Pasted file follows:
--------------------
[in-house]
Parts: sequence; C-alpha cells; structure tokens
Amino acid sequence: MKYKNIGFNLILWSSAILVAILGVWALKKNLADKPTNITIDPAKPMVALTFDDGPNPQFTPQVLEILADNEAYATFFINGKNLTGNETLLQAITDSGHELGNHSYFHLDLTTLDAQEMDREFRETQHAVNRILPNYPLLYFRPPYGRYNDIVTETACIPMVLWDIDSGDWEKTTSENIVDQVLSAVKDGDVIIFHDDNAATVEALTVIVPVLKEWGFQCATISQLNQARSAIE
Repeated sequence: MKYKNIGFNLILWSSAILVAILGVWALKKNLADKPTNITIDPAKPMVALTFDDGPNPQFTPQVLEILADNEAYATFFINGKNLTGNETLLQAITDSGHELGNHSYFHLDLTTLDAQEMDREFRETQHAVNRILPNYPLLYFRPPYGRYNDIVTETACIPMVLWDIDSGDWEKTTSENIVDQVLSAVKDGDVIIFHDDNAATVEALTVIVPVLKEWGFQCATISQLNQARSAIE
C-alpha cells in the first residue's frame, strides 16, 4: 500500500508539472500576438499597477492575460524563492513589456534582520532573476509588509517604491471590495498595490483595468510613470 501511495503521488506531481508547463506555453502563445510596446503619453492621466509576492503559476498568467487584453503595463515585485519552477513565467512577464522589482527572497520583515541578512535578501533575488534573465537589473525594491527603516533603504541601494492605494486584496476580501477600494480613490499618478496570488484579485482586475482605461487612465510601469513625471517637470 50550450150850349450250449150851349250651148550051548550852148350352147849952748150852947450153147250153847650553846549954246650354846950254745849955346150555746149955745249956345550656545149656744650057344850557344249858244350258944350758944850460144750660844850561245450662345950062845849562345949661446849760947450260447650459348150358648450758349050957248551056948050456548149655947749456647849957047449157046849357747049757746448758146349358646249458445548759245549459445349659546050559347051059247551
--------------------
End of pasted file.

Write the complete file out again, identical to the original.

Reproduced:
[in-house]
Parts: sequence; C-alpha cells; structure tokens
Amino acid sequence: MKYKNIGFNLILWSSAILVAILGVWALKKNLADKPTNITIDPAKPMVALTFDDGPNPQFTPQVLEILADNEAYATFFINGKNLTGNETLLQAITDSGHELGNHSYFHLDLTTLDAQEMDREFRETQHAVNRILPNYPLLYFRPPYGRYNDIVTETACIPMVLWDIDSGDWEKTTSENIVDQVLSAVKDGDVIIFHDDNAATVEALTVIVPVLKEWGFQCATISQLNQARSAIE
Repeated sequence: MKYKNIGFNLILWSSAILVAILGVWALKKNLADKPTNITIDPAKPMVALTFDDGPNPQFTPQVLEILADNEAYATFFINGKNLTGNETLLQAITDSGHELGNHSYFHLDLTTLDAQEMDREFRETQHAVNRILPNYPLLYFRPPYGRYNDIVTETACIPMVLWDIDSGDWEKTTSENIVDQVLSAVKDGDVIIFHDDNAATVEALTVIVPVLKEWGFQCATISQLNQARSAIE
C-alpha cells in the first residue's frame, strides 16, 4: 500500500508539472500576438499597477492575460524563492513589456534582520532573476509588509517604491471590495498595490483595468510613470 501511495503521488506531481508547463506555453502563445510596446503619453492621466509576492503559476498568467487584453503595463515585485519552477513565467512577464522589482527572497520583515541578512535578501533575488534573465537589473525594491527603516533603504541601494492605494486584496476580501477600494480613490499618478496570488484579485482586475482605461487612465510601469513625471517637470 50550450150850349450250449150851349250651148550051548550852148350352147849952748150852947450153147250153847650553846549954246650354846950254745849955346150555746149955745249956345550656545149656744650057344850557344249858244350258944350758944850460144750660844850561245450662345950062845849562345949661446849760947450260447650459348150358648450758349050957248551056948050456548149655947749456647849957047449157046849357747049757746448758146349358646249458445548759245549459445349659546050559347051059247551